Gigabyte GA-7PESH3 Review – High-End Workstation/ Server dual socket motherboard
Avocent MergePoint IPMI web interface, LSI SAS2008, 7x PCIe x16 physical slots, relatively compact EATX form factor
Intel C602 chipset has limited USB 3.0 functionality (but there is not much else available. $630 street price does give the board stiff competition
The Gigabyte GA-7PESH3 is a high end workstation motherboard that has lots of functionality built-in making it at home both with server and workstation components. When Gigabyte contacted us about reviewing this motherboard we were more than excited. It has all of the features one would need from a workstation motherboard and covers just about every want. Oh, and it comes with Gigabyte’s excellent Avocent IPMI interface if one were to use it as a GPU-less server platform.
We were able to use two Intel Xeon E5-2697 V2 chips as well as our previous generation Intel Xeon E5-2687W (v1) chips with the motherboard. We also had to employ more SSDs than normal due to the addition of the SAS controller. Overall we think this would be considered a fairly high-end workstation configuration.
- CPUs: 2x Intel Xeon E5-2697 v2 and Xeon E5-2687W CPUs
- Motherboard: Gigabyte GA-7PESH3
- Memory: 8x Samsung 16GB 1600MHz DDR3 ECC RDIMMs
- SSDs: 2x Samsung 840 Pro 256GB 8x Crucial M500 240GB, 4x SanDisk Extreme II 240G
- GPU: NVIDIA Quadro K4000
- Operating System: Ubuntu 12.04 LTS, Windows Server 2012 R2, VMware ESXi 5.5
We also ran the Gigabyte GA-7PESH3 through our standard expansion card compatibility suite with SAS HBAs, RAID controllers, Infiniband cards and 10GbE/ 40GbE networking cards.
Gigabyte GA-7PESH3 Overview
The Gigabyte GA-7PESH3 is a fairly large motherboard utilizing an E-ATX or SSI EEB form factor (12″ x 13″.) Even given its size, the motherboard manages to pack a lot of functionality into the space. The dual Intel LGA2011 sockets and their four DIMMs per socket are oriented in a top to bottom fashion. This orientation is popular for workstation chassis with top airflow venting.
Gigabyte utilizes the LGA2011 square ILM socket which is also common on single socket LGA2011 platforms. This makes cooling options plentiful. The area around the dual LGA2011 sockets is generally clear. Intel Xeon E5-2600 and E5-2600 V2 processors can have a TDP of 150w making cooling a key consideration at the top end.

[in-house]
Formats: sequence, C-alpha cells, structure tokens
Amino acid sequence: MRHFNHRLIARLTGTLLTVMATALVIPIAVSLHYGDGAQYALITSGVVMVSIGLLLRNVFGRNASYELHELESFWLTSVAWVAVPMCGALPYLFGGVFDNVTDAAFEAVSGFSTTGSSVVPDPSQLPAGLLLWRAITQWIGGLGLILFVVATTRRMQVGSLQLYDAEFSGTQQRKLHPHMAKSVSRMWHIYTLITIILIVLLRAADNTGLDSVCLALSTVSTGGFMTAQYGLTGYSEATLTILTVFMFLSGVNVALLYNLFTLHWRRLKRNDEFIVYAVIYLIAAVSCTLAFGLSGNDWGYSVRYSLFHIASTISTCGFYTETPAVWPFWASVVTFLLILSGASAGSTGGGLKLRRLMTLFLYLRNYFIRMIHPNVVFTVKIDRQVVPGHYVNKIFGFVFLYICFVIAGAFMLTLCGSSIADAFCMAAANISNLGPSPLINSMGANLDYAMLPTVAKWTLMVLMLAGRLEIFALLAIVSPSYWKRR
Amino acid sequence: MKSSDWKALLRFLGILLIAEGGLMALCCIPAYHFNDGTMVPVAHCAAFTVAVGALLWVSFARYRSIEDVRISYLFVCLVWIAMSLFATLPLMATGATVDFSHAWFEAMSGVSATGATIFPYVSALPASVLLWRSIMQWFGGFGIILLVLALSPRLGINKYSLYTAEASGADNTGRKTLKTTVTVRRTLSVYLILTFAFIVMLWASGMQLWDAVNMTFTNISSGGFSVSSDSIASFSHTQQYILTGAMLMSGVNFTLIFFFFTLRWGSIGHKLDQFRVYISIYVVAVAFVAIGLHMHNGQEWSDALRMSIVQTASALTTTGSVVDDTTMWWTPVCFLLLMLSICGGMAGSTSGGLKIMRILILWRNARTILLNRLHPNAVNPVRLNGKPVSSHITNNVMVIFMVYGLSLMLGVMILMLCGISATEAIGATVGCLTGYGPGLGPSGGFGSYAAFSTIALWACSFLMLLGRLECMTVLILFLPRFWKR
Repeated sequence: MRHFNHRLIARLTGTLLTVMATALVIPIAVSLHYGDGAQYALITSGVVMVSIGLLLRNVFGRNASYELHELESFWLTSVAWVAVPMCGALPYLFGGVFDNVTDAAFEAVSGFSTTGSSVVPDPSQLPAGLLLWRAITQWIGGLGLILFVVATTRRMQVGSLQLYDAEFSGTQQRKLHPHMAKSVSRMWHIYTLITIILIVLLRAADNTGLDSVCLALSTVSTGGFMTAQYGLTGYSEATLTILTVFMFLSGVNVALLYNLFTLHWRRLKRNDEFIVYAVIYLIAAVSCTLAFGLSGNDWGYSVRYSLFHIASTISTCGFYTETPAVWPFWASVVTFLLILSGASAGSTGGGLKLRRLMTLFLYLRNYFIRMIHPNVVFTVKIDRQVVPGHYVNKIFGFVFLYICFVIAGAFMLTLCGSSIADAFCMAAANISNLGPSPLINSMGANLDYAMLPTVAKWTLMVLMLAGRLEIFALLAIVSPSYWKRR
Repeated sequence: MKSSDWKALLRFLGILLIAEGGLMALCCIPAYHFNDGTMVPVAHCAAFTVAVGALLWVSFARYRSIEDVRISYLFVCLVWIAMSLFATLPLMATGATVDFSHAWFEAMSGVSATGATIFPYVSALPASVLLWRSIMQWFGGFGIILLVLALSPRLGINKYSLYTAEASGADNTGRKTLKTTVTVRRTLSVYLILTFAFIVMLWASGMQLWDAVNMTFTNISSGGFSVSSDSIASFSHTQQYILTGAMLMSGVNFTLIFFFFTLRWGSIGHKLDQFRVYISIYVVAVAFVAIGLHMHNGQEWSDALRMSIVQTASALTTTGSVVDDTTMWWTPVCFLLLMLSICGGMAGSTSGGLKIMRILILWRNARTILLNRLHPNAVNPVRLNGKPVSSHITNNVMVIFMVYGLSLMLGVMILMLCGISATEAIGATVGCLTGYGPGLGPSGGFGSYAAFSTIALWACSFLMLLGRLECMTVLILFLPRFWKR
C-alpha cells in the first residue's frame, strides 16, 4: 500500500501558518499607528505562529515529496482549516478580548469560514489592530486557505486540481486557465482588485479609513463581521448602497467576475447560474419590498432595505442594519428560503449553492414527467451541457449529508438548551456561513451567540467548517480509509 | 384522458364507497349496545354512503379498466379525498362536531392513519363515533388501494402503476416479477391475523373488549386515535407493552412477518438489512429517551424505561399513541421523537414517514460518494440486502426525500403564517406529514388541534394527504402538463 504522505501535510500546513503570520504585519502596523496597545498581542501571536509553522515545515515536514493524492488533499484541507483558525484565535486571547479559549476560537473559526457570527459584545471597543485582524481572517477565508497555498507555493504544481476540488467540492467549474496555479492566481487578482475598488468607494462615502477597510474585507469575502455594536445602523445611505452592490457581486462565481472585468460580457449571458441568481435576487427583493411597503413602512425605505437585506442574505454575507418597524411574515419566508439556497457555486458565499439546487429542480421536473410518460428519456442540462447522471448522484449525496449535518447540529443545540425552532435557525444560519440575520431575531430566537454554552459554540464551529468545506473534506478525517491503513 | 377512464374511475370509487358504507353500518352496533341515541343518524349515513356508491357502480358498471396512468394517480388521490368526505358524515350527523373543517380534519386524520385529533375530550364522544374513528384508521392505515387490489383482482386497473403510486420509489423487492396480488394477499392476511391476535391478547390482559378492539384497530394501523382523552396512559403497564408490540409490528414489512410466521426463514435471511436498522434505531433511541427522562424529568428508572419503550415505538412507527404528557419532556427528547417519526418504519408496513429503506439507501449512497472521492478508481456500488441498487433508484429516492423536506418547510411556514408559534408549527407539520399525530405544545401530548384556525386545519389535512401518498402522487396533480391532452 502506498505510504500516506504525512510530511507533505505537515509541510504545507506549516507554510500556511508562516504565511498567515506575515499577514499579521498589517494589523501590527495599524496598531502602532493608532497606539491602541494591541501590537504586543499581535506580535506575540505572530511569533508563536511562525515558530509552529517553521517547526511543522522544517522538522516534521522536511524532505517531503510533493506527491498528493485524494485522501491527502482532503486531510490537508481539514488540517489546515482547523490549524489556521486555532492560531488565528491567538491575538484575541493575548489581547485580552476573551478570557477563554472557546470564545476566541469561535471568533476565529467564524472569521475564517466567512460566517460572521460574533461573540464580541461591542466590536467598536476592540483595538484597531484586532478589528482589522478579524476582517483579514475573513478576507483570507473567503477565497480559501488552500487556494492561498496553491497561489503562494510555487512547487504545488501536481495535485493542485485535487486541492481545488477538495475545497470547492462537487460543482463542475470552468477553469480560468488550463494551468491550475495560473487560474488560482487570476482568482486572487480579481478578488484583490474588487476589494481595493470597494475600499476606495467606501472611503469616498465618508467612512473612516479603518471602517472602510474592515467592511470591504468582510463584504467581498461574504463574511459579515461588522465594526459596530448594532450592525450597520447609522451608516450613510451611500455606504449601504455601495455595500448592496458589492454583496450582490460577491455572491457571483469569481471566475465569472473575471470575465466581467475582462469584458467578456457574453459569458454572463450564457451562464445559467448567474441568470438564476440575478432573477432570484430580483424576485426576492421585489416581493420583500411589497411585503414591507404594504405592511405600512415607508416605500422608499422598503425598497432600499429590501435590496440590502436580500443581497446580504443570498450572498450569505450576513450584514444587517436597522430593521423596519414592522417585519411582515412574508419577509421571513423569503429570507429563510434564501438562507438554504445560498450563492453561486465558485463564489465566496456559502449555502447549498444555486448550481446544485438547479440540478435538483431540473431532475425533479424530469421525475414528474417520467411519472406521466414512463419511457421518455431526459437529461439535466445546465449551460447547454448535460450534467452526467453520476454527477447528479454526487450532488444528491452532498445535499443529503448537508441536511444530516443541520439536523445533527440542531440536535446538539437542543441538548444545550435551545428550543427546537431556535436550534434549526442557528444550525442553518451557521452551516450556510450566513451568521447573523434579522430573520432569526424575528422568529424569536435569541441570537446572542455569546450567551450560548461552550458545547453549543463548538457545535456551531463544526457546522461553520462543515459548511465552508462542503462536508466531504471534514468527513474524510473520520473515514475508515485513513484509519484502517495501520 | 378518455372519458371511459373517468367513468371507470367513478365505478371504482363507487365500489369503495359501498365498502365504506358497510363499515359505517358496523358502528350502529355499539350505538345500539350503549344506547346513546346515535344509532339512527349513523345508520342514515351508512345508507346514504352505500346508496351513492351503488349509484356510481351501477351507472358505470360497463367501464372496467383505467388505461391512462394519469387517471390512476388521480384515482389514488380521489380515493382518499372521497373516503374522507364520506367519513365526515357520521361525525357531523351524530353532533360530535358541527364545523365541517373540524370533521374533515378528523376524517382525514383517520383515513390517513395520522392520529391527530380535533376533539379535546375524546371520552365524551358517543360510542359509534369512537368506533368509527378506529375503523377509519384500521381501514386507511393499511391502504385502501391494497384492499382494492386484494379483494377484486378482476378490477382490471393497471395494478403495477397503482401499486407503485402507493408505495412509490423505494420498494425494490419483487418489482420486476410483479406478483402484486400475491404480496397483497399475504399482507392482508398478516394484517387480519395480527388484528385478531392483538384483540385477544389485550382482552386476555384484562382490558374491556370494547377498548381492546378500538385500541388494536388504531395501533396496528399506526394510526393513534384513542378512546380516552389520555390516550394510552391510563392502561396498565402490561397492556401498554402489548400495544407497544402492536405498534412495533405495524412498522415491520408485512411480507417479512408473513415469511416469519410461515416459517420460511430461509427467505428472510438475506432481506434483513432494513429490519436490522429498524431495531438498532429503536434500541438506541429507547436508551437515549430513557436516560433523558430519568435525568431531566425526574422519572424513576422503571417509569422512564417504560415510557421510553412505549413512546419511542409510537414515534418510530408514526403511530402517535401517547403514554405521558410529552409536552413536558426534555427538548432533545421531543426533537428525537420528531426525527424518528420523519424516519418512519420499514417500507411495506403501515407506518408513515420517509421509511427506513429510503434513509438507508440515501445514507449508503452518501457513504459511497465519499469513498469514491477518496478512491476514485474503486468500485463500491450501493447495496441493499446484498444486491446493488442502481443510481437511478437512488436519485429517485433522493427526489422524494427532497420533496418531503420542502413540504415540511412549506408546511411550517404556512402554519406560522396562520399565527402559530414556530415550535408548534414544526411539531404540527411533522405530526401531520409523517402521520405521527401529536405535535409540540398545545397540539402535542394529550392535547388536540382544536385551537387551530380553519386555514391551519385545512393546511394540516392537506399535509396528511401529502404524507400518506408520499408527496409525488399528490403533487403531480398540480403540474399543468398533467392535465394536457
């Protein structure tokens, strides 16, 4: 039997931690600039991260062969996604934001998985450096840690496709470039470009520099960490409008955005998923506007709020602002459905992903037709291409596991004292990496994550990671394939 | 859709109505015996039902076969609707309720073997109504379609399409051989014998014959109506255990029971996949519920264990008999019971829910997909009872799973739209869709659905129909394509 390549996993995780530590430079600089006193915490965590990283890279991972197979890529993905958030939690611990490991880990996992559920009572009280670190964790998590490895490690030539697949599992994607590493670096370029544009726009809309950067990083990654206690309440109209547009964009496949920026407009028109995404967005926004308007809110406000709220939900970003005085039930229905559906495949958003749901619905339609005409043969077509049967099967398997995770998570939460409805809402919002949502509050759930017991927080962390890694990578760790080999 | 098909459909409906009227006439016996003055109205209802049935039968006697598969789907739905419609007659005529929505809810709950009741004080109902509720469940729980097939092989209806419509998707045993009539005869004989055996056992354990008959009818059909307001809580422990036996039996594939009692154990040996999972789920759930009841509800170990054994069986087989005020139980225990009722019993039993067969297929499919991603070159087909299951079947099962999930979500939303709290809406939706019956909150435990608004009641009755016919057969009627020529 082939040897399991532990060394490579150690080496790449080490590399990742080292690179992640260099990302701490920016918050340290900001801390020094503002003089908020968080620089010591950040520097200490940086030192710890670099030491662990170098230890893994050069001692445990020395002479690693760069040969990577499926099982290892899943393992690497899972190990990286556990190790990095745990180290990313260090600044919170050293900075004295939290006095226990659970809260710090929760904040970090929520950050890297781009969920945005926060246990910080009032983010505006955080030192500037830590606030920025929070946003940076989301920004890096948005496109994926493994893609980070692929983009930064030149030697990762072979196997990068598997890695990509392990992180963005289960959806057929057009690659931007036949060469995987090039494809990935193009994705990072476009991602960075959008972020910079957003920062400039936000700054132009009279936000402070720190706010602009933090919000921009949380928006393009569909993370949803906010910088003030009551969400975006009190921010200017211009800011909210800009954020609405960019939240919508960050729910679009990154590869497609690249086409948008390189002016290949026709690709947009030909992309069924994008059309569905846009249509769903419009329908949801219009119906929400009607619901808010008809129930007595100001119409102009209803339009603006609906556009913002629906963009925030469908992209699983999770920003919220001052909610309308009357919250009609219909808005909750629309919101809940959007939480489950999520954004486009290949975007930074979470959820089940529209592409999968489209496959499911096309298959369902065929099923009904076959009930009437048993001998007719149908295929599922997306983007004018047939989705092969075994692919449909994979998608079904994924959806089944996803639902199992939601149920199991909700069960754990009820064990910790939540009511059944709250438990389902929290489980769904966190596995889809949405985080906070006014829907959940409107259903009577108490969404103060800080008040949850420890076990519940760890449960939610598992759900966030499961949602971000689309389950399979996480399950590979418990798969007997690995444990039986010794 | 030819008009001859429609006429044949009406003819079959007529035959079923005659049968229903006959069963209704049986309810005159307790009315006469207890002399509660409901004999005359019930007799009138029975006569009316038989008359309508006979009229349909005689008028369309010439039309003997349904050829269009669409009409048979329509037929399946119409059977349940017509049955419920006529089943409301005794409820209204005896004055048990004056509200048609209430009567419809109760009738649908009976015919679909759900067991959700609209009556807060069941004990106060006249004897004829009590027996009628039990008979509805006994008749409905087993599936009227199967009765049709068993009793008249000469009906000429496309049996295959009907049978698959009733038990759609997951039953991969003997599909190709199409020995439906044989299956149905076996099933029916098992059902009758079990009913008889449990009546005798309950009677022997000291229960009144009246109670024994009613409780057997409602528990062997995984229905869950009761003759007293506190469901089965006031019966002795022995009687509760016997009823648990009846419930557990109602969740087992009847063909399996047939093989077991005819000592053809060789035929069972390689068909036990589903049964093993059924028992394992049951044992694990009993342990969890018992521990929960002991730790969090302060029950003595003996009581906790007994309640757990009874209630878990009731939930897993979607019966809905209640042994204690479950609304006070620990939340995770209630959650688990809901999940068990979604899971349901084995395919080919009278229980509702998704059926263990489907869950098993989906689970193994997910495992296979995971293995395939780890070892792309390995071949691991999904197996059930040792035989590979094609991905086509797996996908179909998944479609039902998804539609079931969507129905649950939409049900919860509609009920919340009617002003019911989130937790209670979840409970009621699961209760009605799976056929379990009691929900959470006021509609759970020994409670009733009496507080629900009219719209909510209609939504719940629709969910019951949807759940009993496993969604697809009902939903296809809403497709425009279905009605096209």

Each Intel Xeon E5 (or Core i7 for single socket considerations) gets four DDR3 DIMM slots. The DIMM slots can support UDIMMs for the Intel Core i7 processors and both UDIMMs and RDIMMs up to 1866MHz for Intel Xeon E5 processors. The Intel Xeon E5-2600 v1 and v2 families can support more DIMMs but it is uncommon to see eight DIMM per processor configurations in EATX form factors that also have many PCIe slots.
As one can see, the sockets and DIMMs take up a large amount of physical space almost extending to the edge of the board.
Sitting above the CPU sockets are the two 8-pin CPU power connectors along with the standard ATX power connector. One other feature along the top edge are the 4-pin PWM CPU fan power connectors. Overall there was plenty of room to install power connectors on the Gigabyte GA-7PESH3.
Perhaps one of the biggest features of the Gigabyte GA-7PESH3 is the array of seven PCIe x16 physical slots. For those with large cards such as GPUs (e.g. NVIDIA Quadro K4000 cards) and PCIe storage and network cards, the massive array of PCIe lanes is made possible largely because each Intel Xeon E5-2600 series processor gets 40x PCIe 3.0 lanes for a total (possible) on a dual socket system of 80 lanes.
With all of that PCIe bandwidth from the Intel Xeon E5-2600 series one can run up to four PCIe 3.0 x16 electrical cards or even a PCIe 3.0 x16 electrical with six PCIe x8 electrical slots. This is a great configuration for adding multiple GPUs, storage controllers, high speed network controllers and etc. The Gigabyte GA-7PESH3 supports NVIDIA 4-way SLI and AMD CrossFireX delivering high-end workstation graphics capabilities.
Gigabyte provides two internal USB 3.0 headers which is an interesting feature while many competitor motherboards feature only a single internal slot. These internal USB ports are especially useful for applications such as installing a base hypervisor such as VMware ESXi, installing recovery media or utilizing them for USB software license authentication devices.
Beyond the two internal USB 3.0 ports, the Intel C602 chipset provides 2x SATA III 6.0gbps ports (red) and 4x SATA II 3.0gbps ports (black.) These six ports are only part of the story.
One can see a heatsink specifically covering a LSI SAS2008 controller. The LSI SAS2008 is the same SAS controller found in cards such as the LSI 9211-8i and IBM ServeRAID M1015. The SAS controller provides eight 7-pin SAS/ SATA connectors that work at up to 6.0gbps per port. The LSI SAS2008 also has fairly good SAS expander support so it can support chassis that hold many spinning disks or SSDs.
Between the LSI SAS controller and the Intel C602 ports there are a native 14 storage ports with ten running at 6gbps and four at 3.0gbps.